Crack squad of civil servants to handle Brexit
A NEW civil service unit led by Oliver Letwin, a Cabinet Office minister, has been established to prepare the way for negotiations on Britain’s withdrawal from the European Union.
The creation of the new team was approved by an emergency Cabinet meeting called to assess the fallout from Friday’s shock referendum vote to leave the EU.
Mr Cameron told ministerial colleagues that the referendum verdict had been decisive and that the Government’s priority must now be to deliver on it.
The unit will feature civil servants drawn from the Cabinet Office, Treasury, Foreign Office and other Whitehall departments.
Number 10 said it will “work on the issues that will need to be worked through in order to present options and advice for the new prime minister and new Cabinet”.
The spokesman added that “Oliver Letwin will play a facilitative role hearing views from across the government and outside on issues that need to be considered by the new unit”.
Mr Letwin is a senior Cabinet Office minister who is asked by Mr Cameron to settle rows about contested policy areas, notably how to implement the findings of the Leveson report into the media. Speaking in the House of Commons, Mr Cameron said that decoupling the UK from the EU would be a “massive national endeavour” for the civil service. He said that the unit would have advising it “the best and brightest from the civil service”, adding “it is also important that we get the best and brightest from the private sector whether it is lawyers, financial or trade experts”.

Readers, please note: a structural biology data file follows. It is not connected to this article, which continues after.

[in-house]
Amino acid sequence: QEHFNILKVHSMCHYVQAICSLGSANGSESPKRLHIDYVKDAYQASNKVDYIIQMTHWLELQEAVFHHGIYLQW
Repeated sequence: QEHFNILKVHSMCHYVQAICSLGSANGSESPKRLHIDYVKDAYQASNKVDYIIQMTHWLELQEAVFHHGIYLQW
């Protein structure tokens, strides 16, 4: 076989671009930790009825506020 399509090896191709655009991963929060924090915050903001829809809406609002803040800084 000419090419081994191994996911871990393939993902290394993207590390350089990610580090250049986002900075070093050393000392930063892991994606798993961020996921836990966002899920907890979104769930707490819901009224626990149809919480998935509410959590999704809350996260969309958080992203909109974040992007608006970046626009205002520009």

He said: “We want all of this expertise to come forward in what is going to be a massive national endeavour.”
Although the Treasury has worked with the Bank of England and the Financial Conduct Authority to plan for the immediate economic impact of a Brexit vote, Downing Street reiterated that the civil service had not done separate contingency work for the wider process of withdrawal.
Lord Kerslake, the head of the Civil Service from 2011 to 2014, has warned that ministers may need to “fundamentally” rethink the government’s policy of cutting civil service numbers so that officials can deal with the challenge of Britain’s withdrawal from the European Union. The peer told Civil Service
World magazine there could be capability gaps at the Foreign Office, Cabinet Office, the Treasury and the Department for Business, Innovation and Skills to handle the negotiations.
Oliver Letwin has settled contested policy areas such as the Leveson report